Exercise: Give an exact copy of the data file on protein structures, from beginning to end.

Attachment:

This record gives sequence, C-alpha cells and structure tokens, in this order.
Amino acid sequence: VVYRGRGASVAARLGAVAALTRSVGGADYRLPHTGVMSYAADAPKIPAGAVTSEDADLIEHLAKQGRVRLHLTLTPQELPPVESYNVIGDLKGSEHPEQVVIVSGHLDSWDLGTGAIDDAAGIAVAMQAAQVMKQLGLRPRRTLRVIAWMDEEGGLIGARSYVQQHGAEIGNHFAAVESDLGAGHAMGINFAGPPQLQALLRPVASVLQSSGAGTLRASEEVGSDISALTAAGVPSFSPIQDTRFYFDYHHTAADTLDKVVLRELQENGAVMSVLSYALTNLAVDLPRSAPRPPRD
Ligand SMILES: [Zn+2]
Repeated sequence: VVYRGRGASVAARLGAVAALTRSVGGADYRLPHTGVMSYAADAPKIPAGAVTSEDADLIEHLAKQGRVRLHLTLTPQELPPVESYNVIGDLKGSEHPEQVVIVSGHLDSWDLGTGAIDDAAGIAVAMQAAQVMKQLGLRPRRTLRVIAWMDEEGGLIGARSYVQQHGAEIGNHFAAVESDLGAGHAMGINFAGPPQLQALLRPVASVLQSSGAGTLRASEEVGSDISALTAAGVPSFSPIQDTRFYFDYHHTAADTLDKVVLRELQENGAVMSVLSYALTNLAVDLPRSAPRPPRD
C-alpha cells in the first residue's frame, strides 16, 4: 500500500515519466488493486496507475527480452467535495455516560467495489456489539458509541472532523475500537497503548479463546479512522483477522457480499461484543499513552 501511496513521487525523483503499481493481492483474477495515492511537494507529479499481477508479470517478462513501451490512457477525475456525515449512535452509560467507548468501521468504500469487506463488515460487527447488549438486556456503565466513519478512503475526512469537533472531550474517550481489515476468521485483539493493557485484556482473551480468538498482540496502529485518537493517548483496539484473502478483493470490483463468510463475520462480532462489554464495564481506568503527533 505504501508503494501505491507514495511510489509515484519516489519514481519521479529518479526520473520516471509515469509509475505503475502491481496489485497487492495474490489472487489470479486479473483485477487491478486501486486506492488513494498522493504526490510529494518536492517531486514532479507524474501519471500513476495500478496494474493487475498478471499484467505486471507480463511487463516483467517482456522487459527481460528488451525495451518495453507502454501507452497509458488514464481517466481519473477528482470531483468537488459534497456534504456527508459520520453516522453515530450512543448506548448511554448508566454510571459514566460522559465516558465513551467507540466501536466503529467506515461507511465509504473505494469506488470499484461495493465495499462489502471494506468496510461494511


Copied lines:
This record gives sequence, C-alpha cells and structure tokens, in this order.
Amino acid sequence: VVYRGRGASVAARLGAVAALTRSVGGADYRLPHTGVMSYAADAPKIPAGAVTSEDADLIEHLAKQGRVRLHLTLTPQELPPVESYNVIGDLKGSEHPEQVVIVSGHLDSWDLGTGAIDDAAGIAVAMQAAQVMKQLGLRPRRTLRVIAWMDEEGGLIGARSYVQQHGAEIGNHFAAVESDLGAGHAMGINFAGPPQLQALLRPVASVLQSSGAGTLRASEEVGSDISALTAAGVPSFSPIQDTRFYFDYHHTAADTLDKVVLRELQENGAVMSVLSYALTNLAVDLPRSAPRPPRD
Ligand SMILES: [Zn+2]
Repeated sequence: VVYRGRGASVAARLGAVAALTRSVGGADYRLPHTGVMSYAADAPKIPAGAVTSEDADLIEHLAKQGRVRLHLTLTPQELPPVESYNVIGDLKGSEHPEQVVIVSGHLDSWDLGTGAIDDAAGIAVAMQAAQVMKQLGLRPRRTLRVIAWMDEEGGLIGARSYVQQHGAEIGNHFAAVESDLGAGHAMGINFAGPPQLQALLRPVASVLQSSGAGTLRASEEVGSDISALTAAGVPSFSPIQDTRFYFDYHHTAADTLDKVVLRELQENGAVMSVLSYALTNLAVDLPRSAPRPPRD
C-alpha cells in the first residue's frame, strides 16, 4: 500500500515519466488493486496507475527480452467535495455516560467495489456489539458509541472532523475500537497503548479463546479512522483477522457480499461484543499513552 501511496513521487525523483503499481493481492483474477495515492511537494507529479499481477508479470517478462513501451490512457477525475456525515449512535452509560467507548468501521468504500469487506463488515460487527447488549438486556456503565466513519478512503475526512469537533472531550474517550481489515476468521485483539493493557485484556482473551480468538498482540496502529485518537493517548483496539484473502478483493470490483463468510463475520462480532462489554464495564481506568503527533 505504501508503494501505491507514495511510489509515484519516489519514481519521479529518479526520473520516471509515469509509475505503475502491481496489485497487492495474490489472487489470479486479473483485477487491478486501486486506492488513494498522493504526490510529494518536492517531486514532479507524474501519471500513476495500478496494474493487475498478471499484467505486471507480463511487463516483467517482456522487459527481460528488451525495451518495453507502454501507452497509458488514464481517466481519473477528482470531483468537488459534497456534504456527508459520520453516522453515530450512543448506548448511554448508566454510571459514566460522559465516558465513551467507540466501536466503529467506515461507511465509504473505494469506488470499484461495493465495499462489502471494506468496510461494511